‘The Golden Bachelor’ couple Gerry Turner and Theresa Nist are divorcing. After the final rose is when reality sets in, experts say.

Gerry Turner and Theresa Nist will not be spending their golden years together — but that’s what you often get with reality TV romance.

On Friday, The Golden Bachelor stars — the 70-somethings who were married in a splashy TV wedding just three months ago — announced they’re divorcing during a Good Morning America sit-down. Shortly after, Turner filed legal papers to make it official, citing an “irretrievable breakdown” of their marriage.

“Theresa and I have had a number of heart-to-heart conversations, and we’ve looked closely at our situation, our living situation, so forth and — and we’ve kind of come to the conclusion mutually that it’s probably time for us to dissolve our marriage,” Turner said on GMA.

While most Bachelor couples don’t stay together after the final rose, there was a glimmer of hope for the seasoned pair on the franchise offshoot. They were sold as older, wiser and more committed than their younger counterparts. However, experts remind Yahoo Entertainment that they still got together in an “artificial context” and no matter how the spin-off was branded, it remains a “game show” — one that never relied on couples staying together for its success.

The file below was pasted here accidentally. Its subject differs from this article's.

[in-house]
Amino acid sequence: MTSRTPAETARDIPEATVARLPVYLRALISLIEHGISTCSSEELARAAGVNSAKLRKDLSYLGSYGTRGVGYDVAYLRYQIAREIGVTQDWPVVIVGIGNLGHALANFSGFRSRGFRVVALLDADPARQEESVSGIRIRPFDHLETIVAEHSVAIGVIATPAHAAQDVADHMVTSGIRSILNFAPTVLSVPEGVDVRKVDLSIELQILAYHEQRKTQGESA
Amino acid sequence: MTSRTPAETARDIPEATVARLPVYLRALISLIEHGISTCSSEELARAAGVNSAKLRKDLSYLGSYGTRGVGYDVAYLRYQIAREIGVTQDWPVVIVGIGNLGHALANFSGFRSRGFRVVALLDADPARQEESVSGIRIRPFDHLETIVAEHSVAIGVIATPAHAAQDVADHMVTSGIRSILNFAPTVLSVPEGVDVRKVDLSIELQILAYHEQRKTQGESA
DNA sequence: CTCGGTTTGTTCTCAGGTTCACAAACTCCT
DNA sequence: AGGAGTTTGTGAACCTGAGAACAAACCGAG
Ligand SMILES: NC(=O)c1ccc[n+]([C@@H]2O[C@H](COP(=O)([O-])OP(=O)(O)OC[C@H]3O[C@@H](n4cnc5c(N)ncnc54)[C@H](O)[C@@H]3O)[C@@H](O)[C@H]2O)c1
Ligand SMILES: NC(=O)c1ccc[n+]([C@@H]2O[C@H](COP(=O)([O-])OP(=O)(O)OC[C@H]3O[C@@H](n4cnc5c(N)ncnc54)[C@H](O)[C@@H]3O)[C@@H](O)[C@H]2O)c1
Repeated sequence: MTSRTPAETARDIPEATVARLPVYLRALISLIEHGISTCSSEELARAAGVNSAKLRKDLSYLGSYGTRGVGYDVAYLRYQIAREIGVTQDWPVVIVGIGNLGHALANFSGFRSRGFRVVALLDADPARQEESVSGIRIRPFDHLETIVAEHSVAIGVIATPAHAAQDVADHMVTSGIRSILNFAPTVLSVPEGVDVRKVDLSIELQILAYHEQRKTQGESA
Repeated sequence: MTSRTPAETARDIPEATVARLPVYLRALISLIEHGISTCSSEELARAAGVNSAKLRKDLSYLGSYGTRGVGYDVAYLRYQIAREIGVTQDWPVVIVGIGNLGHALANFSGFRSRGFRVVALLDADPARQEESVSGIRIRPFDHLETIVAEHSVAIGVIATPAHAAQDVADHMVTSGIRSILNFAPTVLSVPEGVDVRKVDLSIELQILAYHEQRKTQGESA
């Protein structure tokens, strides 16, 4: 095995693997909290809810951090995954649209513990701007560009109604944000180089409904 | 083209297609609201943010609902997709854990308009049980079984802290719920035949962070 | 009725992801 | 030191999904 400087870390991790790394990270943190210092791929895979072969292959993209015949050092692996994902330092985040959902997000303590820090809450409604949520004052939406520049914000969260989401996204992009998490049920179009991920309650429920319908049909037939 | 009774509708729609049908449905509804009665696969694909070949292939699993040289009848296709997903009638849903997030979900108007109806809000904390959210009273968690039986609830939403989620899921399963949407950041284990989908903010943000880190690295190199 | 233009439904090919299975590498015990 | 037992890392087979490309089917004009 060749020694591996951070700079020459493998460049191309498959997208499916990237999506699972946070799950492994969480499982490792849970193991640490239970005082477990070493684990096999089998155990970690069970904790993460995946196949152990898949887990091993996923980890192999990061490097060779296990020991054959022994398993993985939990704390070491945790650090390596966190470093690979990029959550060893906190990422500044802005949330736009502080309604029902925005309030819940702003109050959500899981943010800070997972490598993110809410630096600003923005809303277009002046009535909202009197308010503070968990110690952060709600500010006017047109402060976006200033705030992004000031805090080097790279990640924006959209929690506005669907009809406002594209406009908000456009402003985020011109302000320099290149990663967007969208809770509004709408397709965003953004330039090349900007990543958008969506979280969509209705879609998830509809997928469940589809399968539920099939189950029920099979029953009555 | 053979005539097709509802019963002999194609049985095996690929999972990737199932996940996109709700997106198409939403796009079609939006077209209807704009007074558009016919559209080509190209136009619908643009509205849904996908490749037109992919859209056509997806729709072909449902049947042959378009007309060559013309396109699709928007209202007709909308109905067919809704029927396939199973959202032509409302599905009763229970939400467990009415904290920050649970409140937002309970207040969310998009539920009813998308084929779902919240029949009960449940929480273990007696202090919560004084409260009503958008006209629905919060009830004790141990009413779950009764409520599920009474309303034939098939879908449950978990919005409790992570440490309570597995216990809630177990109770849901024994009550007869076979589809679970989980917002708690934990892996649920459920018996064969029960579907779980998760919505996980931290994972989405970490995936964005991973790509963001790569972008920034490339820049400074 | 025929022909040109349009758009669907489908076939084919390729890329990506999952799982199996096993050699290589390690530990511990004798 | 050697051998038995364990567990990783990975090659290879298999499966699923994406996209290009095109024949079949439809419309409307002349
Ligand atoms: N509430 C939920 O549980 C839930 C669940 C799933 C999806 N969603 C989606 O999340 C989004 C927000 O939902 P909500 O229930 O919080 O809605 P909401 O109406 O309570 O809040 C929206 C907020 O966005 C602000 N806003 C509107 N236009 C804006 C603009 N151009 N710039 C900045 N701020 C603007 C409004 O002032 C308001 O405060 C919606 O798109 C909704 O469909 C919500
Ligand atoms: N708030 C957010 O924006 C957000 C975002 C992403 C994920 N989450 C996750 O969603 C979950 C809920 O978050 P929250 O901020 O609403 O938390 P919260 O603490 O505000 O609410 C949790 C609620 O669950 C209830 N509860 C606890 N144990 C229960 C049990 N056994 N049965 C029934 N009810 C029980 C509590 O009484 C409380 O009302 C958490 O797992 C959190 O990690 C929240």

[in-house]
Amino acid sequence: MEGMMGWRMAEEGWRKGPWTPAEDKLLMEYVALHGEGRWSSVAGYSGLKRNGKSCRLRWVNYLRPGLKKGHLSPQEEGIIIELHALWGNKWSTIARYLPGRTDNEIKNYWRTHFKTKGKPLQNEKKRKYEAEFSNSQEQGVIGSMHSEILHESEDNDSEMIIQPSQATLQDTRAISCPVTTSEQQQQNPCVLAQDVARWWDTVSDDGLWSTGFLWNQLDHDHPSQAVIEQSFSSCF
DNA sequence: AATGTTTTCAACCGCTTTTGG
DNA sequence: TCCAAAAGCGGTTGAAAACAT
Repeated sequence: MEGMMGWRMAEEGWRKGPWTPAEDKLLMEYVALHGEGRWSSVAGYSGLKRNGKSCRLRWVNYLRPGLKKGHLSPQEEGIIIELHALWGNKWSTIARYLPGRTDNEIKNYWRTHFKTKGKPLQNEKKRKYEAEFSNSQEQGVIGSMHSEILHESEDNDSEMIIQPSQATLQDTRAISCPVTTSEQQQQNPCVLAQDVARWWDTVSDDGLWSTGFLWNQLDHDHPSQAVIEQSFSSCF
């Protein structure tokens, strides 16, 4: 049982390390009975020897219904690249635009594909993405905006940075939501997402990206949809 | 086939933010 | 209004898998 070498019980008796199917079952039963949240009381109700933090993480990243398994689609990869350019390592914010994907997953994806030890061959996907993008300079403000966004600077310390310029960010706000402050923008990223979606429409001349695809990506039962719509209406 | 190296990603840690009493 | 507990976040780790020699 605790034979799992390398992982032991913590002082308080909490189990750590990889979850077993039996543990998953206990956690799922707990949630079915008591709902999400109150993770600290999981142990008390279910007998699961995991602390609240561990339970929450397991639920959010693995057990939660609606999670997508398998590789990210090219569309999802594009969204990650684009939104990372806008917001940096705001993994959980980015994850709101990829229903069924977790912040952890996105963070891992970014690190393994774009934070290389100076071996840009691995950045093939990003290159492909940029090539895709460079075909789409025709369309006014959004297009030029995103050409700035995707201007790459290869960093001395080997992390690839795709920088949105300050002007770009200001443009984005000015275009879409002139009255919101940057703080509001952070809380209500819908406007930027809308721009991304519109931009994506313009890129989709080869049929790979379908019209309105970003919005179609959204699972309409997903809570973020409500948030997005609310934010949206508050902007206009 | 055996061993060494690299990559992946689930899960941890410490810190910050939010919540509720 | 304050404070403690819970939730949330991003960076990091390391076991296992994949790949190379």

‘It’s very easy to fall in love with the hypothetical’

While Turner and Nist may have approached the relationship with more maturity than their younger TV counterparts, they still “came together in an artificial context,” relationship expert Heather Dugan tells Yahoo Entertainment. “It’s very easy to fall in love with the hypothetical. If your need, desire, loneliness or, in this case, the pressure and competition of a reality TV phenomenon are especially great, it’s easy to toss your own hopes and dreams onto the other person and they look perfect for you.”

Once the cameras stopped rolling, reality became clear to the pair. Their maturity likely factored into them quickly cutting their losses.

Nist and Turner — together here during

Nist and Turner — together here during “The Golden Bachelor “— didn’t date the way normal couples do. (John Fleenor/ABC via Getty Images)

“It ultimately comes down to falling in love with someone you can work with,” the Date Like a Grownup and The Friendship Upgrade author says. “I think as older adults in their 70s — probably with rearview mirror view — they’re aware of what that really looks like. Some of their priorities … turned out to be nonnegotiable things.”

But did Turner and Nist call it quits too soon, having never even moved in together after getting married? She stayed in New Jersey while he remained in Indiana. On GMA, Nist said they looked at house after house in South Carolina, which was to be their compromise, “but we never got to the point where we made that decision.”

“Ideally, you go through at least one cycle of seasons [together],” Dugan says. “You see how one another manages day-to-day decisions, ongoing pressures and crises. Having a burst water pipe or airport layover is not a bad thing. I doubt that they experienced that together before they made their commitment.”

Interestingly, their age may have actually worked against them.